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Reducing the plastic mountain

(26 June 2019)

How three students are trying to reduce the plastic mountain

Every single minute, a truck load of plastic ends up in our oceans, killing millions of animals every year. This is only going to get worse unless we do something about it.

That’s exactly what Scott, Natasha and Phil decided to do.

As Chemistry PhD students with a passion for saving our planet, they have come up with an idea which could make a real difference to reducing plastic waste.

Recycling plastic

The team has developed a technique which processes plastic waste, in particular tough-to-recycle mixed and low-grade plastic, and turns it into aggregate for concrete. Their novel product can replace traditional aggregates and is light-weight, eco-friendly and thermally insulating.

Recycling plastic waste in this way can stop it from being incinerated or ending up in landfill, which is a major environmental problem.

When plastic waste is sent for incineration, it releases a large amount of CO2 into the atmosphere and the plastic at landfill sites can leach harmful chemicals into the environment, such as into groundwater.

Award-winning enterprise

What started out as a challenge as part of a mini MBA has now turned into a start-up business, called Plastech Innovation, which will spin-out from the University later this year.

With the help of business and enterprise support from within the University, Scott, Natasha and Phil have already managed to secure funding and won a number of awards for their business.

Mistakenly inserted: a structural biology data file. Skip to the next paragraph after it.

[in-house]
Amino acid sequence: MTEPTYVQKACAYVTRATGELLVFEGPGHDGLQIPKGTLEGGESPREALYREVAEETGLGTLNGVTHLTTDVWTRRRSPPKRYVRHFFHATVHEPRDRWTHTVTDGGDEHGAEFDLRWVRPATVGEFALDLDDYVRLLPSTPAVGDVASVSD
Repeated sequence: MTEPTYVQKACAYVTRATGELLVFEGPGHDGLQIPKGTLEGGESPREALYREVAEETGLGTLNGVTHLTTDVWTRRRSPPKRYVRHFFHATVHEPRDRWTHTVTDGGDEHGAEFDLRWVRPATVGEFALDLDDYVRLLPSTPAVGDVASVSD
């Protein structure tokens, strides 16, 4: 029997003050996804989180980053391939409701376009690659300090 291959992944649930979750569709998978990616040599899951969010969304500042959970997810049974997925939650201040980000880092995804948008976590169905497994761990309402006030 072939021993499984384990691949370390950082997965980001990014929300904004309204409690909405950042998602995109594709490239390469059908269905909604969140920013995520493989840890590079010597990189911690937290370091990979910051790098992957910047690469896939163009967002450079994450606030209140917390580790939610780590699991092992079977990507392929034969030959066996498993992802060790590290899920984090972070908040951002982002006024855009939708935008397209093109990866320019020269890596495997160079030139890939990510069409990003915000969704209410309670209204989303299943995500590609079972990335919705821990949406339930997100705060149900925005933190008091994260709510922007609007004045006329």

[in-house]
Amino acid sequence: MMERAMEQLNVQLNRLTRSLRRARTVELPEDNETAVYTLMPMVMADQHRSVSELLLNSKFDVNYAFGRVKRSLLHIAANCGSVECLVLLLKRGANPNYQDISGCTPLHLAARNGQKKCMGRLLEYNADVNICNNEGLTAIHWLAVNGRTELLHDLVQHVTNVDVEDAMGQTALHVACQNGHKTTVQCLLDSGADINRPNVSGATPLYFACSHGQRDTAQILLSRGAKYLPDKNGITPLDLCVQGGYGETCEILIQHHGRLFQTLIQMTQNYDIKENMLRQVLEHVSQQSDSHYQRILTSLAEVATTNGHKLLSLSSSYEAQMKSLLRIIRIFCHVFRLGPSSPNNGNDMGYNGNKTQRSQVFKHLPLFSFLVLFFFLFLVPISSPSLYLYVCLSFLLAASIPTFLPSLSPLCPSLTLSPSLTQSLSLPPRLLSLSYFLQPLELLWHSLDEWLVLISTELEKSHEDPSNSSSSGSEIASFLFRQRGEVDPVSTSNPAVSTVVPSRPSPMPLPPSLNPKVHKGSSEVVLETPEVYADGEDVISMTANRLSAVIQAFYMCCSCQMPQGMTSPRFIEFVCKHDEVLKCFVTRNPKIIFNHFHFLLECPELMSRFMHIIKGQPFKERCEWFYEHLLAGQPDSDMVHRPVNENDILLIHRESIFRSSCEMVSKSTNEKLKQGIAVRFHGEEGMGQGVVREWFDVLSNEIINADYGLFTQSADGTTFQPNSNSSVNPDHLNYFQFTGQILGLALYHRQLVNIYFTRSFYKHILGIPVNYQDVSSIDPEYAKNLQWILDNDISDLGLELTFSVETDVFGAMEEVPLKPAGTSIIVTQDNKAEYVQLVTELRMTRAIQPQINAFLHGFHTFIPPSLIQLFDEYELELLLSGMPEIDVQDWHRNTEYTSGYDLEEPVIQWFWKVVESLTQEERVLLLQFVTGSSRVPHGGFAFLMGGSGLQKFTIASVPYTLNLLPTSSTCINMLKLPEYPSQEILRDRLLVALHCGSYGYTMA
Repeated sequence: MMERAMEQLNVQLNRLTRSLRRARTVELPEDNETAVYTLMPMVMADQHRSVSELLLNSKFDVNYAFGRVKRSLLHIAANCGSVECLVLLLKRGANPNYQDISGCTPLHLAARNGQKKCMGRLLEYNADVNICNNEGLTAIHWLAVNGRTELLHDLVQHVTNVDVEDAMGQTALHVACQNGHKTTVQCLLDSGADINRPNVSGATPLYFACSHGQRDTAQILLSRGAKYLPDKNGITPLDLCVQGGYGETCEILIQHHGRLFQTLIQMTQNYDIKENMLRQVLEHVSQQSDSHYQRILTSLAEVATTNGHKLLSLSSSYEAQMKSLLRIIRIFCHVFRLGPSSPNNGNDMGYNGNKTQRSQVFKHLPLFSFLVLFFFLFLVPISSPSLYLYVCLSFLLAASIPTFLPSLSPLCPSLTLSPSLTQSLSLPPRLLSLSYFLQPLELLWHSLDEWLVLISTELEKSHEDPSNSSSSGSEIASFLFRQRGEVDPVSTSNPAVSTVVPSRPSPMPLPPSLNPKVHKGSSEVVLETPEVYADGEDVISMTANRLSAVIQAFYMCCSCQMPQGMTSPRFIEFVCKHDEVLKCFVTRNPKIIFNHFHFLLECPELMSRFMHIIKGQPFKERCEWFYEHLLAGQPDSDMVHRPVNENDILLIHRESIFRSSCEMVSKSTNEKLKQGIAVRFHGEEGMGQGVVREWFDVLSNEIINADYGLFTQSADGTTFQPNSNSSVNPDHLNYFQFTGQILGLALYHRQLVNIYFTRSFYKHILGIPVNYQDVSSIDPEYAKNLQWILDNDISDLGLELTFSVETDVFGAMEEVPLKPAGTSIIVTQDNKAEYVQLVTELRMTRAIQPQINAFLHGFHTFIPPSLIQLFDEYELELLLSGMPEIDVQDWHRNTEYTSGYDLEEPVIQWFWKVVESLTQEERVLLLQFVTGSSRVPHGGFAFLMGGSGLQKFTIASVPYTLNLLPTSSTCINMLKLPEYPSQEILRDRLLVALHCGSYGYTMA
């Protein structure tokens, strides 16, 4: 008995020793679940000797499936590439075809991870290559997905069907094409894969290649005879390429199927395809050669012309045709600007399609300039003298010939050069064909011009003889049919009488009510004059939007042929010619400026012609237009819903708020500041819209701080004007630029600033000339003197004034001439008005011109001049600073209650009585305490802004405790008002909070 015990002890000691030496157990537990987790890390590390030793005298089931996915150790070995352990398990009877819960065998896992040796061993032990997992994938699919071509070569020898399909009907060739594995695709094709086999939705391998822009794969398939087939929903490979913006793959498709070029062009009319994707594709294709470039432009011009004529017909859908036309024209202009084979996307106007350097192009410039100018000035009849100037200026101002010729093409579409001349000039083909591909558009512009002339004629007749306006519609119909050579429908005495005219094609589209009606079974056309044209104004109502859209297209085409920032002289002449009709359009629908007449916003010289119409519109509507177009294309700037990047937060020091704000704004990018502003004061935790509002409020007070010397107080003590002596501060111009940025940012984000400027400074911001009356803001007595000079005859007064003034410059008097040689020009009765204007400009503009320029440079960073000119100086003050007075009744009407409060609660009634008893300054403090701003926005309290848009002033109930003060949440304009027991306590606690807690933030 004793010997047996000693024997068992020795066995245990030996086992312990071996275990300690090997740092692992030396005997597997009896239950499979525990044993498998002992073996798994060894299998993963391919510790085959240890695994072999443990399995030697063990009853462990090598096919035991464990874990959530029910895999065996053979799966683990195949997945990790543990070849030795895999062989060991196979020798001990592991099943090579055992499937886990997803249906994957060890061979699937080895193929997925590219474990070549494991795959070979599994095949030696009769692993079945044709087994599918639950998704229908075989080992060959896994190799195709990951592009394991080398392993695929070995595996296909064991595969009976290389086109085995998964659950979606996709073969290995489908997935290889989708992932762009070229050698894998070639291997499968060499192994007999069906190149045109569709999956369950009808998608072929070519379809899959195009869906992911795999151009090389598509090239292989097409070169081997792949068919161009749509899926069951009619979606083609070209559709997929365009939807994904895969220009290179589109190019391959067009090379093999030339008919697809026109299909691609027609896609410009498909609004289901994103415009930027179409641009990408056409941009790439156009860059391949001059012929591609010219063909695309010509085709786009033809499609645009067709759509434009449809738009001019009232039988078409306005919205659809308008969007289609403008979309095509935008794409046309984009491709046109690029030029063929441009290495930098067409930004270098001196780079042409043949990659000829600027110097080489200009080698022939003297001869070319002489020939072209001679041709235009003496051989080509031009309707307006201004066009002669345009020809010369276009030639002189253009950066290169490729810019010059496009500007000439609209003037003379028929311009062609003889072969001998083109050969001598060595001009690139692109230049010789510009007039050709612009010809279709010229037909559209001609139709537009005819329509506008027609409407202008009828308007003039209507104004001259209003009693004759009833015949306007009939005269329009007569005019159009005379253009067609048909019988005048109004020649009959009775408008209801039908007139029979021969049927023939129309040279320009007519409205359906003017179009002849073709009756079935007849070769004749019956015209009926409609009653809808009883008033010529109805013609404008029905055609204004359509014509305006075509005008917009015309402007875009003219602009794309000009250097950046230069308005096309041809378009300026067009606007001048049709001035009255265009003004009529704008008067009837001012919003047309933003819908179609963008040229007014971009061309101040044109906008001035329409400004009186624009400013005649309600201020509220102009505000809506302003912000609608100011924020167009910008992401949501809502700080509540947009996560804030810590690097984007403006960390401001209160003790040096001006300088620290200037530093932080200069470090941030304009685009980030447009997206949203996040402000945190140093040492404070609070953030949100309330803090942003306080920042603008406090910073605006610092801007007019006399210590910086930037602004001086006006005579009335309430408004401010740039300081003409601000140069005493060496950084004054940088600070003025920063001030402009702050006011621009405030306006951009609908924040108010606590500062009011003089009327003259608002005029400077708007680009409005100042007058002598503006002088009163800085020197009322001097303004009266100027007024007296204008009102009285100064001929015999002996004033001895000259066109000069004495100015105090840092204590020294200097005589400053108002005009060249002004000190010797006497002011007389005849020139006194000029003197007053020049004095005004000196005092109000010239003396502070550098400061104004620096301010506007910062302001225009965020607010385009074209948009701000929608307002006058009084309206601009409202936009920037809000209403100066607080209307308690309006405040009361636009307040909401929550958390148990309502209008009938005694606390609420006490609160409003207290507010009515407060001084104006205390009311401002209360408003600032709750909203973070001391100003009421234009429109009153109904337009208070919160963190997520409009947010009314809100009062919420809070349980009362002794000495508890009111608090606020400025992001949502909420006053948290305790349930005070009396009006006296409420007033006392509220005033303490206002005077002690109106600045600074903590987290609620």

They walked away as winners at the annual BrightSCIdea competition, won the Shell LiveWIRE April Smarter Future Award and the Blueprint StartUp Challenge. They have also got a place on the Durham City Incubator accelerator programme for entrepreneurs.

The young scientists are part of the EPSRC Centre for Doctoral Training in Soft Matter and Functional Interfaces (SOFI CDT) at Durham. This centre trains students to become science and enterprise leaders through a programme of industrially integrated postgraduate training.

So, take three brainy PhD students with an idea, a passion for the environment, brilliant chemistry expertise, integrated postgraduate training and out comes a business that could make a significant positive impact on our planet.

Watch this space……..

Find out more

From left: Scott Bush, Natasha Boulding and Phil Buckley

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